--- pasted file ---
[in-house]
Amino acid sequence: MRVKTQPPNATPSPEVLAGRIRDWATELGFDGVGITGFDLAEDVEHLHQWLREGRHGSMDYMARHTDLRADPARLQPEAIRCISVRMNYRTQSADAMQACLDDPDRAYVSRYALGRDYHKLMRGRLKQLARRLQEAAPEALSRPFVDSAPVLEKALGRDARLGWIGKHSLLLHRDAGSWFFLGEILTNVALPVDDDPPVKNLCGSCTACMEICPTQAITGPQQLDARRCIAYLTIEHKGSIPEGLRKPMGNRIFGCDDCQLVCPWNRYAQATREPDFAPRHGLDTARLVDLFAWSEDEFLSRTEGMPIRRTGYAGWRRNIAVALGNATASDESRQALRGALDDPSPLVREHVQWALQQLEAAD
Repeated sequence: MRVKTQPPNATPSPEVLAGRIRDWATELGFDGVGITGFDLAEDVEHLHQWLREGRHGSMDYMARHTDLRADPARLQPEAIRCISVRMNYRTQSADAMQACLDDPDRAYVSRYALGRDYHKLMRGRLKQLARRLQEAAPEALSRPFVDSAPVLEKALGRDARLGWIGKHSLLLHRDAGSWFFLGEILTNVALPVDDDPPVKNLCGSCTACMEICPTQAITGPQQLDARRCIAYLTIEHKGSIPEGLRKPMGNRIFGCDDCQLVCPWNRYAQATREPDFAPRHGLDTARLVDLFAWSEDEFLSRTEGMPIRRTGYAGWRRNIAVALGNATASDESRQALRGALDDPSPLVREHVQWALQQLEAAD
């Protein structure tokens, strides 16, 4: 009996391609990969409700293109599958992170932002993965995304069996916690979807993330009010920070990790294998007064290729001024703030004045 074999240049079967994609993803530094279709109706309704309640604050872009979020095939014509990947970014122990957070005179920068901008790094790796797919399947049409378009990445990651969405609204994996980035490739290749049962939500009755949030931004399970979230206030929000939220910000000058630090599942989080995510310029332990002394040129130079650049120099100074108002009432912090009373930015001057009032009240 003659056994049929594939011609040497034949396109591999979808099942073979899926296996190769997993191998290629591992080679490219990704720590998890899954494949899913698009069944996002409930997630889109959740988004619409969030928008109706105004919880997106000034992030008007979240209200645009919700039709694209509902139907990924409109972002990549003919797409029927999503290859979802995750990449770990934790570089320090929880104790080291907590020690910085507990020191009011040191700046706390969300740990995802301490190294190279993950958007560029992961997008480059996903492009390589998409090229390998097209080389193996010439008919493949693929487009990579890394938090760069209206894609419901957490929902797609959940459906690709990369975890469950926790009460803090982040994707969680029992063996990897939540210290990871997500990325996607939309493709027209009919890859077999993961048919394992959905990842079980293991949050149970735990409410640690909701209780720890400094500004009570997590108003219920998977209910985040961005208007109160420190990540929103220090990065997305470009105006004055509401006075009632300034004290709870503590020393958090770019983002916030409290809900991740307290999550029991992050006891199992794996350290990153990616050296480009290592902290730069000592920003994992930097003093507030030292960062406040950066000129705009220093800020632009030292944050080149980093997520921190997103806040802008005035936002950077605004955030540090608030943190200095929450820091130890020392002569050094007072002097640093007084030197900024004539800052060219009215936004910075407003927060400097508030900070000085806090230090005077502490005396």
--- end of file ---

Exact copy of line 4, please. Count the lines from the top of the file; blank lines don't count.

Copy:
């Protein structure tokens, strides 16, 4: 009996391609990969409700293109599958992170932002993965995304069996916690979807993330009010920070990790294998007064290729001024703030004045 074999240049079967994609993803530094279709109706309704309640604050872009979020095939014509990947970014122990957070005179920068901008790094790796797919399947049409378009990445990651969405609204994996980035490739290749049962939500009755949030931004399970979230206030929000939220910000000058630090599942989080995510310029332990002394040129130079650049120099100074108002009432912090009373930015001057009032009240 003659056994049929594939011609040497034949396109591999979808099942073979899926296996190769997993191998290629591992080679490219990704720590998890899954494949899913698009069944996002409930997630889109959740988004619409969030928008109706105004919880997106000034992030008007979240209200645009919700039709694209509902139907990924409109972002990549003919797409029927999503290859979802995750990449770990934790570089320090929880104790080291907590020690910085507990020191009011040191700046706390969300740990995802301490190294190279993950958007560029992961997008480059996903492009390589998409090229390998097209080389193996010439008919493949693929487009990579890394938090760069209206894609419901957490929902797609959940459906690709990369975890469950926790009460803090982040994707969680029992063996990897939540210290990871997500990325996607939309493709027209009919890859077999993961048919394992959905990842079980293991949050149970735990409410640690909701209780720890400094500004009570997590108003219920998977209910985040961005208007109160420190990540929103220090990065997305470009105006004055509401006075009632300034004290709870503590020393958090770019983002916030409290809900991740307290999550029991992050006891199992794996350290990153990616050296480009290592902290730069000592920003994992930097003093507030030292960062406040950066000129705009220093800020632009030292944050080149980093997520921190997103806040802008005035936002950077605004955030540090608030943190200095929450820091130890020392002569050094007072002097640093007084030197900024004539800052060219009215936004910075407003927060400097508030900070000085806090230090005077502490005396």